Ancient Monuments

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Moncreiffe House, chapel

A Scheduled Monument in Almond and Earn, Perth and Kinross

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Latitude: 56.3581 / 56°21'29"N

Longitude: -3.3964 / 3°23'46"W

OS Eastings: 313816

OS Northings: 719291

OS Grid: NO138192

Mapcode National: GBR 20.3BYL

Mapcode Global: WH6QK.SGV5

Entry Name: Moncreiffe House, chapel

Scheduled Date: 14 January 2002

Source: Historic Environment Scotland

Source ID: SM9601

Schedule Class: Cultural

Category: Ecclesiastical: chapel

Location: Dunbarney

County: Perth and Kinross

Electoral Ward: Almond and Earn

Traditional County: Perthshire


The monument comprises a much remodelled and extended chapel of medieval date, visible as a largely complete upstanding structure.

The monument lies in wooded parkland about 110m ESE of Moncrieffe House. The chapel is situated upon the platform of an area of mounded earth of at about 30m OD. It was originally a pendicle within the parish of Dunbarny, and by 1357 is said to have become the principal burial place of the Moncreiffe family, a function it still serves despite having been abandoned for worship.

The building comprises the roofless shell of the chapel itself, with a later laird's aisle on its N side. A mid 19th-century T-shaped burial enclosure has been added to the chapel's eastern end, in the form of northern and southern transeptal projections, with a small five-sided axial apse on the E. Most of the stones for this addition were taken from the ruins of the bridge at Bridge of Earn (MacGibbon & Ross 1896-7).

The medieval part of the chapel is a simple rectangular structure, measuring c.11.9m E-W by 6.83m transversely. Its walls are of mortared rubble with ashlar quoins and are largely intact. They display evidence of several phases of modification and incorporate numerous blocks of re-used masonry.

The southern wall has a central doorway with a chamfered opening and is flanked by a pair of rectangular-headed windows; the latter are internally splayed and have raised external margins. Re-used stones are visible in the internal face of the southern wall, and in the eastern jambs of the eastern window. The internal western jamb of the door incorporates a niche with a pointed arch cut out of a single block of stone; this appears to be a re-use also, originating either as the head of a stoup or a lancet.

Directly opposite the doorway a round-headed arch, with chamfered margins, opens into the northern aisle, and a rectangular aumbry is present towards the eastern end of the northern wall. The western gable incorporates a relieving arch in its base, possibly for a subterranean vault, although nothing of such a structure is visible internally or externally, unless its site is indicated by a slight hollow to the W of the gable.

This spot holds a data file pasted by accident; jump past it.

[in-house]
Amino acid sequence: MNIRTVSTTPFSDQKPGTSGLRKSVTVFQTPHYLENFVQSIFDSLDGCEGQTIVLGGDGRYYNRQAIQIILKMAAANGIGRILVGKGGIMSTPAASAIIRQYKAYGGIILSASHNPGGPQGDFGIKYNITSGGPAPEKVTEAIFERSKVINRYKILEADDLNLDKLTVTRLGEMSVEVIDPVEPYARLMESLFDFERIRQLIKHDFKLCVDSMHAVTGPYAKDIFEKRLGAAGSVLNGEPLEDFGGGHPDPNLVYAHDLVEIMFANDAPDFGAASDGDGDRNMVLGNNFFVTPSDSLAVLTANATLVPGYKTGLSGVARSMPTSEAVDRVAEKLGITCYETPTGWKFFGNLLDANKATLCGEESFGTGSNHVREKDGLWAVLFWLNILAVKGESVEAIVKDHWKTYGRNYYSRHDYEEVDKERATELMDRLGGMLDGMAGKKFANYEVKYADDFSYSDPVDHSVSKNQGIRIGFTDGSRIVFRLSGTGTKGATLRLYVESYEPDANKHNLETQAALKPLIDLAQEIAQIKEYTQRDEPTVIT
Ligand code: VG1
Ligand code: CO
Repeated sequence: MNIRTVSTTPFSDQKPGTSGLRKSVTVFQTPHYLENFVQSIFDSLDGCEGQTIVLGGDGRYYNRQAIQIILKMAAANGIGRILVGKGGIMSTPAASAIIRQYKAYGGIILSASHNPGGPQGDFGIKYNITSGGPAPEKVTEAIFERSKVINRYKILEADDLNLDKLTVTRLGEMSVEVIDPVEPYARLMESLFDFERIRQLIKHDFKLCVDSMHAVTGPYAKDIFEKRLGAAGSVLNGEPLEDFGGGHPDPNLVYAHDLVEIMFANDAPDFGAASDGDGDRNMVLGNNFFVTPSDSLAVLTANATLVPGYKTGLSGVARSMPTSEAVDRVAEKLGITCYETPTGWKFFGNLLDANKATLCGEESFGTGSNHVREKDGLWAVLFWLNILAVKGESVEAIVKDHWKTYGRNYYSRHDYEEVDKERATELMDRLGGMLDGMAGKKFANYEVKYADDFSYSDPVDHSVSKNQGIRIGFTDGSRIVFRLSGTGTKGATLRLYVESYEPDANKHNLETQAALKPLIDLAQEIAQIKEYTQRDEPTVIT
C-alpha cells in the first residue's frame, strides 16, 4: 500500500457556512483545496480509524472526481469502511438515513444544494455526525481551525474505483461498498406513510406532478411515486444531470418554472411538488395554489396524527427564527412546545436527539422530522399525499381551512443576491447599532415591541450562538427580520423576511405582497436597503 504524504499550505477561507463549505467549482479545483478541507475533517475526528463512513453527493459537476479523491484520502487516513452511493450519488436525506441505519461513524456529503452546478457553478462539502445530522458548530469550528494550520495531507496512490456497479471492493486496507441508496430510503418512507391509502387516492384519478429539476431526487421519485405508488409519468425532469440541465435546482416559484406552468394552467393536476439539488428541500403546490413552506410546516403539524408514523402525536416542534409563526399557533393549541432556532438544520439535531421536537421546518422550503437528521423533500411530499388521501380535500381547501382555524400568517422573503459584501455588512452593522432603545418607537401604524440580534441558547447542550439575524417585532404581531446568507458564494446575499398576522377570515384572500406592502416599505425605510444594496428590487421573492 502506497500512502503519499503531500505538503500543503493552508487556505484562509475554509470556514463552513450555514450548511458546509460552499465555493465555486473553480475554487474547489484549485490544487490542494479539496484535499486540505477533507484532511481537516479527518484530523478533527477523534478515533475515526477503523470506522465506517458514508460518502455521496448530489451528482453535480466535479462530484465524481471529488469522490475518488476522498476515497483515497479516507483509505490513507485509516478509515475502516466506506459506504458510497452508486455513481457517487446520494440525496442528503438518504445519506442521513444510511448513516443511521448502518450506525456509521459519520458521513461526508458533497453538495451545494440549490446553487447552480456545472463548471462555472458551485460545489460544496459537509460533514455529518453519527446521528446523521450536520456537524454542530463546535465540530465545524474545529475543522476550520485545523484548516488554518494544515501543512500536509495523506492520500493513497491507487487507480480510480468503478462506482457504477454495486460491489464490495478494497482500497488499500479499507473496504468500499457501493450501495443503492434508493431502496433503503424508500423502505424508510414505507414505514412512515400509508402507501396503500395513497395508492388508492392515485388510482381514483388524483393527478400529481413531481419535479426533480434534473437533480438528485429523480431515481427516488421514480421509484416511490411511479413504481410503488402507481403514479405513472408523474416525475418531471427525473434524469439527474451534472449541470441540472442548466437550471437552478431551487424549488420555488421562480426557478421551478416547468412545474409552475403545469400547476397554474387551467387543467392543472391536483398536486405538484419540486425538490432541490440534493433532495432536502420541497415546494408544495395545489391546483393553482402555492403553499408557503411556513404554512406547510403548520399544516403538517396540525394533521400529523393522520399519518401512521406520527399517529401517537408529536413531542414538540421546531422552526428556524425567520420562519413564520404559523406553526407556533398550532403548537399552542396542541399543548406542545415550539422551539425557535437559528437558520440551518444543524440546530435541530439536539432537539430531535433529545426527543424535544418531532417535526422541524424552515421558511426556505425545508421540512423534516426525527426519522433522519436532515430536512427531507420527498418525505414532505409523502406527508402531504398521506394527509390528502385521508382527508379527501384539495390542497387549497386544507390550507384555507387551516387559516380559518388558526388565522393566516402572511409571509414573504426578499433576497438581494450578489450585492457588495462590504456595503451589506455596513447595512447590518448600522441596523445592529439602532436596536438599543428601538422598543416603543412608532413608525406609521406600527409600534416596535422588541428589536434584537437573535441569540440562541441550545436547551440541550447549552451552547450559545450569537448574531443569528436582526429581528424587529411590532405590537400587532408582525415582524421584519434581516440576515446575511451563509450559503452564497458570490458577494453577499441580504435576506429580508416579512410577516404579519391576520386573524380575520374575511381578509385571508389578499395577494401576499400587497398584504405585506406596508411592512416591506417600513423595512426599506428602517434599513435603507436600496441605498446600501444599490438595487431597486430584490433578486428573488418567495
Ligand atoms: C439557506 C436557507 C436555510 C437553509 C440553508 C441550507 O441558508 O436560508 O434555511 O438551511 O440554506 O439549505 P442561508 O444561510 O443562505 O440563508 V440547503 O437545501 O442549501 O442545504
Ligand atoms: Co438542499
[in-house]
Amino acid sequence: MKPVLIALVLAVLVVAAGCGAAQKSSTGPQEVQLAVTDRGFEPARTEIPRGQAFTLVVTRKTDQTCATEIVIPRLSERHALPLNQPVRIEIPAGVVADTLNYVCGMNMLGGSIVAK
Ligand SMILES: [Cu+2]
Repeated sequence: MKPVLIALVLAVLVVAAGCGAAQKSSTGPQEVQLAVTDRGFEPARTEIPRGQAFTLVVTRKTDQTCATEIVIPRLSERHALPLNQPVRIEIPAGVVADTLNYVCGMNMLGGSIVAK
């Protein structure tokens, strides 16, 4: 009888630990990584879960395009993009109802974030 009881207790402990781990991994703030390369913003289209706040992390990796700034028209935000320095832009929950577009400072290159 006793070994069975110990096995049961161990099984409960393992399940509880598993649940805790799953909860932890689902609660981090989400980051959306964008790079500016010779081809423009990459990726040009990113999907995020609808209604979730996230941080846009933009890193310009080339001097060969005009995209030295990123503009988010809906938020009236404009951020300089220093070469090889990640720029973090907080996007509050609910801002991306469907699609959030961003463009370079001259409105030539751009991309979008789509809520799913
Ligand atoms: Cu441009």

At a height of 1.5m the gable has an external scarcement with a broad chamfer, above which there is a rectangular-headed window. The lower stones of the SW corner of the gable bear a rebate in their western face, evidently for a gate or a door closing in line with the southern wall. The eastern gable is surmounted by a bellcote and is pierced by a rectangular-headed window and door. An external scarcement is present between these at a height of 2.56m above the ground.

The aisle on the northern chapel has an internally splayed window in its northern wall, and its floor is slightly raised over what appears to be the arch of a vault; the jambs of the window incorporate stones in re-use. Two weathered and illegible panels are built into the aisle, one inside and below the window, the other in the outer face of the gable above the window.

The chapel and the burial enclosure to the E contain several monuments to the Moncreiffe family. The oldest stone now visible is a medieval graveslab, measuring 1.7m in length by 1.27m in breadth and 0.65m in thickness, which lies in the western end of the chapel. This bears a black letter inscription along two edges. Although much worn, the name Murray and the date 1457 can be made out. The transepts of the burial enclosure incorporate several armorial panels.

The area proposed for scheduling comprises the remains described and an area around them within which related material may be expected to be found, but excluding the 19th-century burial enclosure. It is rectangular in shape, measuring 27m N-S by 32m E-W, as marked on the accompanying map extract.

Source: Historic Environment Scotland

Statement of Scheduling

The monument is of national importance as a well-preserved example of a medieval chapel of modest scale, and because of its potential to contribute to an understanding of ecclesiastical architecture.

Source: Historic Environment Scotland



RCAHMS records the monument as NO 11 NW 8.


Fraser, R. W. (1857) The Kirk and the Manse.

MacGibbon, D. and Ross, T. (1896-7) The Ecclesiastical architecture of Scotland from the earliest Christian times to the seventeenth century, 3v, 521-2. Edinburgh.

SDD (1960) List of Buildings of Architectural or Historical Interest.

NSA (1845) New Statistical Account of Scotland, vX 808, The Moncrieffs and the Moncrieffs, 307, 426.

Cartographic references:

Ordnance Survey 1866 First Edition (Perthshire) sheet XCVIII, 6 inches to 1 mile.

Ordnance Survey 1866 First Edition (Perthshire) sheet CX, 6 inches to 1 mile.

Source: Historic Environment Scotland

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